What Is Ectopic Pregnancy?
Ectopic pregnancies occur when a fertilized egg fails to attach to the uterus. In most ectopic pregnancies, the egg will attach to the fallopian tubes. Less common, it may also attach to the abdominal cavity or cervix. Ectopic pregnancies occur in one out of every 50 pregnancies.
Outside the uterus, a fertilized egg has virtually no chance of survival. This condition may cause serious health complications if not treated. As such, immediate treatment is highly recommended. Early treatment may prevent fertility problems as well as future health complications.
What Causes Ectopic Pregnancy?
The cause of an ectopic pregnancy is not clear in all cases. In some cases, the following conditions have been linked with the abnormal pregnancy:
- inflammation and scarring of the fallopian tubes from a previous medical condition or surgery
- hormonal factors
- genetic abnormalities
- birth defects
- medical conditions that affect the shape and condition of the fallopian tubes and reproductive organs
Who Is at Risk for Ectopic Pregnancy?
All sexually active women are at some risk for an ectopic pregnancy. Risk factors increase with any of the following conditions:
- advanced maternal age of 35 years or older
- history of pelvic surgery, abdominal surgery, or multiple abortions
- history of pelvic inflammatory disease
- history of endometriosis
- conception occurred despite tubal ligation or IUD
- conception aided by fertility drugs or procedures
- previous ectopic pregnancies
- history of sexually transmitted diseases
What Are the Symptoms of Ectopic Pregnancy?
Nausea and sore breasts, which are also common in a normal pregnancy, are common in ectopic pregnancies. Other symptoms more clearly point to an abnormal pregnancy. The following symptoms should be discussed with your doctor:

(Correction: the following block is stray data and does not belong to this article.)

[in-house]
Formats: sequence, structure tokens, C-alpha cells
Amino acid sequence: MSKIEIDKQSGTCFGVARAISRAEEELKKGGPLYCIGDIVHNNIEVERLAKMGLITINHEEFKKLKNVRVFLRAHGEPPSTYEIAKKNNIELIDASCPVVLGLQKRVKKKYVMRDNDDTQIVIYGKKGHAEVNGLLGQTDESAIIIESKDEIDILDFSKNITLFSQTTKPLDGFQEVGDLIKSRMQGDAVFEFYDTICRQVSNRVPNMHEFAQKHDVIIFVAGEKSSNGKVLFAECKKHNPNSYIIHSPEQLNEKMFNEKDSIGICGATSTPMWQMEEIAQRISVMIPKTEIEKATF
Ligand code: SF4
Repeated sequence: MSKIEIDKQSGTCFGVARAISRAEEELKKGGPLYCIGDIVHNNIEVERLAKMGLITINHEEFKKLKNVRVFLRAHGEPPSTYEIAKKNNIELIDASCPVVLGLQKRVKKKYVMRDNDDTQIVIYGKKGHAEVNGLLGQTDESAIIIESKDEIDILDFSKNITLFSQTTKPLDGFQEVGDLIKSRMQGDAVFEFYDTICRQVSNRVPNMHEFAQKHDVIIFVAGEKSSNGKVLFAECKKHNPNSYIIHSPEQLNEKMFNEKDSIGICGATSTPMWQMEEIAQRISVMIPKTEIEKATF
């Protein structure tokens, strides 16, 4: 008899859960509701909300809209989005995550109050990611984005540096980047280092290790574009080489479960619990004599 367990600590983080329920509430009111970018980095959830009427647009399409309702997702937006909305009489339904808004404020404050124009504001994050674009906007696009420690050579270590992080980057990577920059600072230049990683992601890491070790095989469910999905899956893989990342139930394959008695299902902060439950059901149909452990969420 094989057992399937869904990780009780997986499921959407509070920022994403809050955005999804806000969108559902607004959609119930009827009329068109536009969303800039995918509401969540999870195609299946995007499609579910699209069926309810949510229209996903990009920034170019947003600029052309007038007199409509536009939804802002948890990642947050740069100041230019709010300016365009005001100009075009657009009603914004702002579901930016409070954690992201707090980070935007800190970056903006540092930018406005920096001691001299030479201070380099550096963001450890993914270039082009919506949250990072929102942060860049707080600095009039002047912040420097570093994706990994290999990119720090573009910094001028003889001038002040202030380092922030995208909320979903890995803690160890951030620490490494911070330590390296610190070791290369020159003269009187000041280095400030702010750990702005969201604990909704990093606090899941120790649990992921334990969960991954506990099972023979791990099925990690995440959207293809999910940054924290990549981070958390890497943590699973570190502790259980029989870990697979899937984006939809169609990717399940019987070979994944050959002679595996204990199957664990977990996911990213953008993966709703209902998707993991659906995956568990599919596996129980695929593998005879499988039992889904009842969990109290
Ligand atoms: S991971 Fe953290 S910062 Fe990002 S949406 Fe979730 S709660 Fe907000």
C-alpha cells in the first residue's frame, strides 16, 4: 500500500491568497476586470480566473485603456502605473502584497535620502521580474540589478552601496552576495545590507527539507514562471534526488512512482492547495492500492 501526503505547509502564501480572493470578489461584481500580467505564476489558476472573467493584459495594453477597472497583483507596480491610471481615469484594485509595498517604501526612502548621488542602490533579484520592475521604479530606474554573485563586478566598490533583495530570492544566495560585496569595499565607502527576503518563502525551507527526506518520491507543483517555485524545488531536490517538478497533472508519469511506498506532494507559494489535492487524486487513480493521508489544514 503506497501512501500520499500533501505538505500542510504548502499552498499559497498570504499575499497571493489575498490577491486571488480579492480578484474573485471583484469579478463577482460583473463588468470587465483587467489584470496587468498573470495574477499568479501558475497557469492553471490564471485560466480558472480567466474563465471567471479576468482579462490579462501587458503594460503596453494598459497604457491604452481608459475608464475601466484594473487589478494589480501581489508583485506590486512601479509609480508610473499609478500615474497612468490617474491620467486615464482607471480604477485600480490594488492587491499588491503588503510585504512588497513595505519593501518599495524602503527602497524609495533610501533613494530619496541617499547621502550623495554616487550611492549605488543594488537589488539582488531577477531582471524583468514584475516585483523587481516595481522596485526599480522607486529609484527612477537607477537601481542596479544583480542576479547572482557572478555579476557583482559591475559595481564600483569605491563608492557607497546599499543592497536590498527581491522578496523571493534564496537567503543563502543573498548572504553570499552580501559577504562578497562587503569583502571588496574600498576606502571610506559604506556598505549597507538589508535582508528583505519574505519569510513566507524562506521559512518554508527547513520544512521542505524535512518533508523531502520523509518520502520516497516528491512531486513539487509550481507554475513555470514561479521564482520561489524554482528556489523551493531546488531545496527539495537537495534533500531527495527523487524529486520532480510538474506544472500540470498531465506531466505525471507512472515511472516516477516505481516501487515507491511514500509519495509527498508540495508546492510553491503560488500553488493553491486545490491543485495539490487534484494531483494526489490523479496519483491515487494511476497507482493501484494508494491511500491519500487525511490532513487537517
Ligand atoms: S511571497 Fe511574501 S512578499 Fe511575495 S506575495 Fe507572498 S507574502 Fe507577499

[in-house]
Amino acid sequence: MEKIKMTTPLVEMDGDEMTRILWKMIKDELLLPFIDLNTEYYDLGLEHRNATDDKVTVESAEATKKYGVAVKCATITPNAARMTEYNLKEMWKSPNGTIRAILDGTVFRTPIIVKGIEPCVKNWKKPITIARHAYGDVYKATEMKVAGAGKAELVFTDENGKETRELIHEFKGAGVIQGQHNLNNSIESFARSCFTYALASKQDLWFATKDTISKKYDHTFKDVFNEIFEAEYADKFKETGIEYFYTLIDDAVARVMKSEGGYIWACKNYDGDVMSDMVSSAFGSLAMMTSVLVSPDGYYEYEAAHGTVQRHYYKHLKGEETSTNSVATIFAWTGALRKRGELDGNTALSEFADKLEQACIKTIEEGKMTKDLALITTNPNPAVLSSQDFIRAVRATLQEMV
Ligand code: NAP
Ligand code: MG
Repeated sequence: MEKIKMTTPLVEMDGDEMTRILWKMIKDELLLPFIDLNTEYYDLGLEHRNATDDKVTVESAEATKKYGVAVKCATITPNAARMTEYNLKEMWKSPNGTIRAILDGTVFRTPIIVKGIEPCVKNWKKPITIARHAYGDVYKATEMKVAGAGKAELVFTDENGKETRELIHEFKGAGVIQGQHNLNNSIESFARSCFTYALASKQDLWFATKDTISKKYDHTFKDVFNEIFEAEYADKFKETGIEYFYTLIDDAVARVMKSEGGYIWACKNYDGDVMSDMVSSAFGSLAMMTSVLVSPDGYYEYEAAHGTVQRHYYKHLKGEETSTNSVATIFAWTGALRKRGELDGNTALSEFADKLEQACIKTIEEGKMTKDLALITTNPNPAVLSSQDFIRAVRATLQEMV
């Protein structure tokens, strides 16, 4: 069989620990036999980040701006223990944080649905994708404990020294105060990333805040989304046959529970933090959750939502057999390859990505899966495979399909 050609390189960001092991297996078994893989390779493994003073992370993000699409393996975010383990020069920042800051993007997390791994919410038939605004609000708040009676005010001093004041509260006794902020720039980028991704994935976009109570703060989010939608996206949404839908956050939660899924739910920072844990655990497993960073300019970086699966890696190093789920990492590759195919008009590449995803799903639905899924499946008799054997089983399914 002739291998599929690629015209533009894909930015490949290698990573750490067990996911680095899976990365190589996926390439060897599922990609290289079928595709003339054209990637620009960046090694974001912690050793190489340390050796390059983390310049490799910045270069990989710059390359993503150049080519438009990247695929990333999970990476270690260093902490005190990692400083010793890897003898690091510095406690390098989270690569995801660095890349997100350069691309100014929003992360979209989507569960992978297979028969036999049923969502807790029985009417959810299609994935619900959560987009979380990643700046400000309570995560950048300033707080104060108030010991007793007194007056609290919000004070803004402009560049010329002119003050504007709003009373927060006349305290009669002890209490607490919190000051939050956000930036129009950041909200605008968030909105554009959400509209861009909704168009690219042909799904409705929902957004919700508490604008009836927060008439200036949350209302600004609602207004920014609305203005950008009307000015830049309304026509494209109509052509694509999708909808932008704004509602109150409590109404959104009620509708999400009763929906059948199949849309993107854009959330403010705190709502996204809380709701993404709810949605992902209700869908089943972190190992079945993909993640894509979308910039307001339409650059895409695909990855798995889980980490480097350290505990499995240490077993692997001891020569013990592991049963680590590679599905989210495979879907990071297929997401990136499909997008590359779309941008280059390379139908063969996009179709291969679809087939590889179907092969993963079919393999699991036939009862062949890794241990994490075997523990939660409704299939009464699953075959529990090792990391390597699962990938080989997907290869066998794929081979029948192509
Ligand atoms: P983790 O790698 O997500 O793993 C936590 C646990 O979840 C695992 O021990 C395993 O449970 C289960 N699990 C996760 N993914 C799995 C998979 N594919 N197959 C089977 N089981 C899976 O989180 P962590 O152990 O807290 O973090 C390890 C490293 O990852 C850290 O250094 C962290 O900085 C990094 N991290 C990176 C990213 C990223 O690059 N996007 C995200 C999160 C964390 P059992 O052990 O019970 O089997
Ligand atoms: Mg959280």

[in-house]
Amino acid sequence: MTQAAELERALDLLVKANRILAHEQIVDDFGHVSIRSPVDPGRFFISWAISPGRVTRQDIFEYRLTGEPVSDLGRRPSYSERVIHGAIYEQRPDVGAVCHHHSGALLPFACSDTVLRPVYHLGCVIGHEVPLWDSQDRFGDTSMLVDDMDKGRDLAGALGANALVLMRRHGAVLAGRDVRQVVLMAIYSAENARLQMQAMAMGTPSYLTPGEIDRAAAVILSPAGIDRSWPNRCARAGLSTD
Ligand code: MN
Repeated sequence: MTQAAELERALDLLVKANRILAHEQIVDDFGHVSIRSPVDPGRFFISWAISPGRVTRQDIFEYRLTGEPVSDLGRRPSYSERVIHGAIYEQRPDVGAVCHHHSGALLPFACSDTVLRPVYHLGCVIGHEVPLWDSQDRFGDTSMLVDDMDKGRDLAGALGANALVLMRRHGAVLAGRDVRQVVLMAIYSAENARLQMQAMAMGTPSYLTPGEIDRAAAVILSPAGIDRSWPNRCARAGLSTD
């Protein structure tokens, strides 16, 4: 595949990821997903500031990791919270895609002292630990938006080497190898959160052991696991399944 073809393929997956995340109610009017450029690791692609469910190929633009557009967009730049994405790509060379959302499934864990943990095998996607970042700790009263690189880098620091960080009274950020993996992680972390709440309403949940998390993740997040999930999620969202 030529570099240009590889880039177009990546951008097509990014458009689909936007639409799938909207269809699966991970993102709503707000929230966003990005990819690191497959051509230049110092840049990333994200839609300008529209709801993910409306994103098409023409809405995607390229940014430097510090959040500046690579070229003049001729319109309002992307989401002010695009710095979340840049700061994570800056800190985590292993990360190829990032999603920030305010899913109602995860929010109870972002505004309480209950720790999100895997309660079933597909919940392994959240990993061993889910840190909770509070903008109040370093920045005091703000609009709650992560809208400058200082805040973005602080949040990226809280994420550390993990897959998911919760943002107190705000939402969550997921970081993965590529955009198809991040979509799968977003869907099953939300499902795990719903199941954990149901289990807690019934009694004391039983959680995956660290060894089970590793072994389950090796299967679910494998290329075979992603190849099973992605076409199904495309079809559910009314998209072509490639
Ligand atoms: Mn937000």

- sharp waves of pain in the abdomen, pelvis, shoulder, or neck
- light to heavy vaginal spotting or bleeding
- dizziness or fainting
- rectal pressure
Diagnosing Ectopic Pregnancy
If you suspect an ectopic pregnancy, see your healthcare provider as soon as possible. Ectopic pregnancies cannot be diagnosed from the outside. Your doctor may perform a physical exam to rule out other factors.
If an ectopic pregnancy is suspected, a blood test can assess hCG and progesterone levels. If hormone levels are not typical, additional tests will be required.
If blood tests point to a problem, your doctor will perform a transvaginal ultrasound. This will locate the fertilized egg and confirm an ectopic pregnancy diagnosis.
In extreme cases, the fallopian tube may rupture and bleed. A surgeon may then perform an emergency laparotomy by making an incision in the abdomen. This procedure is used not only to diagnose an ectopic pregnancy, but to provide immediate treatment.
Treating Ectopic Pregnancy
Ectopic pregnancies cannot develop to term. The embryo, therefore, must be removed as soon as possible. This is necessary to both save the mother’s life and preserve her fertility. Treatment options vary depending on the location of the ectopic pregnancy and its development.